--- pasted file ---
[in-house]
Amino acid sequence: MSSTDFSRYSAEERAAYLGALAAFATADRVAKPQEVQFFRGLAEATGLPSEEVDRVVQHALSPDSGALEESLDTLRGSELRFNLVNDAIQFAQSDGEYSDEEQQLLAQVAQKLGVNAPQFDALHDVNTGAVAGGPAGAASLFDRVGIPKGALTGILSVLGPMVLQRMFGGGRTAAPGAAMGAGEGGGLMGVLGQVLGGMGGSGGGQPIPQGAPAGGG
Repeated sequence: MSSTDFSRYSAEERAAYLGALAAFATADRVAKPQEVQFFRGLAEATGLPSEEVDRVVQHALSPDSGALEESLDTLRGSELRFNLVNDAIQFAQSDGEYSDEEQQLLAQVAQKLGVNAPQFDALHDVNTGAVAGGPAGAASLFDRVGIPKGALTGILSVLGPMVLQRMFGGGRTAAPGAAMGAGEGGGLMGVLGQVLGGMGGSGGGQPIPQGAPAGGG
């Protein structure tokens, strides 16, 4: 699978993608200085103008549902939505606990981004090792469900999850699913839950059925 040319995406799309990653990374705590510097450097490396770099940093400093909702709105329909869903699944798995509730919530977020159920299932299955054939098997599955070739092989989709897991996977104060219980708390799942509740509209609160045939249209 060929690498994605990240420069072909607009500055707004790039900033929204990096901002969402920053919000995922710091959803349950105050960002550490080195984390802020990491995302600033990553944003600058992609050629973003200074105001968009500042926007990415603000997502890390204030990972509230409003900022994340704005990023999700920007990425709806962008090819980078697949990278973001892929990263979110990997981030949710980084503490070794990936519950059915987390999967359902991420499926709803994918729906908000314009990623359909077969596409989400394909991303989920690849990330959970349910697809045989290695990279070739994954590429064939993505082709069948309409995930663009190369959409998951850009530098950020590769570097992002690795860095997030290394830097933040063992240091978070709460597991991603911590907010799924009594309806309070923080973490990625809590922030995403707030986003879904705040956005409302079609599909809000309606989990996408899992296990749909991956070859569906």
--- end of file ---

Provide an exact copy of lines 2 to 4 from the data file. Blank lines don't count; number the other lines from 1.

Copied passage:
Amino acid sequence: MSSTDFSRYSAEERAAYLGALAAFATADRVAKPQEVQFFRGLAEATGLPSEEVDRVVQHALSPDSGALEESLDTLRGSELRFNLVNDAIQFAQSDGEYSDEEQQLLAQVAQKLGVNAPQFDALHDVNTGAVAGGPAGAASLFDRVGIPKGALTGILSVLGPMVLQRMFGGGRTAAPGAAMGAGEGGGLMGVLGQVLGGMGGSGGGQPIPQGAPAGGG
Repeated sequence: MSSTDFSRYSAEERAAYLGALAAFATADRVAKPQEVQFFRGLAEATGLPSEEVDRVVQHALSPDSGALEESLDTLRGSELRFNLVNDAIQFAQSDGEYSDEEQQLLAQVAQKLGVNAPQFDALHDVNTGAVAGGPAGAASLFDRVGIPKGALTGILSVLGPMVLQRMFGGGRTAAPGAAMGAGEGGGLMGVLGQVLGGMGGSGGGQPIPQGAPAGGG
């Protein structure tokens, strides 16, 4: 699978993608200085103008549902939505606990981004090792469900999850699913839950059925 040319995406799309990653990374705590510097450097490396770099940093400093909702709105329909869903699944798995509730919530977020159920299932299955054939098997599955070739092989989709897991996977104060219980708390799942509740509209609160045939249209 060929690498994605990240420069072909607009500055707004790039900033929204990096901002969402920053919000995922710091959803349950105050960002550490080195984390802020990491995302600033990553944003600058992609050629973003200074105001968009500042926007990415603000997502890390204030990972509230409003900022994340704005990023999700920007990425709806962008090819980078697949990278973001892929990263979110990997981030949710980084503490070794990936519950059915987390999967359902991420499926709803994918729906908000314009990623359909077969596409989400394909991303989920690849990330959970349910697809045989290695990279070739994954590429064939993505082709069948309409995930663009190369959409998951850009530098950020590769570097992002690795860095997030290394830097933040063992240091978070709460597991991603911590907010799924009594309806309070923080973490990625809590922030995403707030986003879904705040956005409302079609599909809000309606989990996408899992296990749909991956070859569906």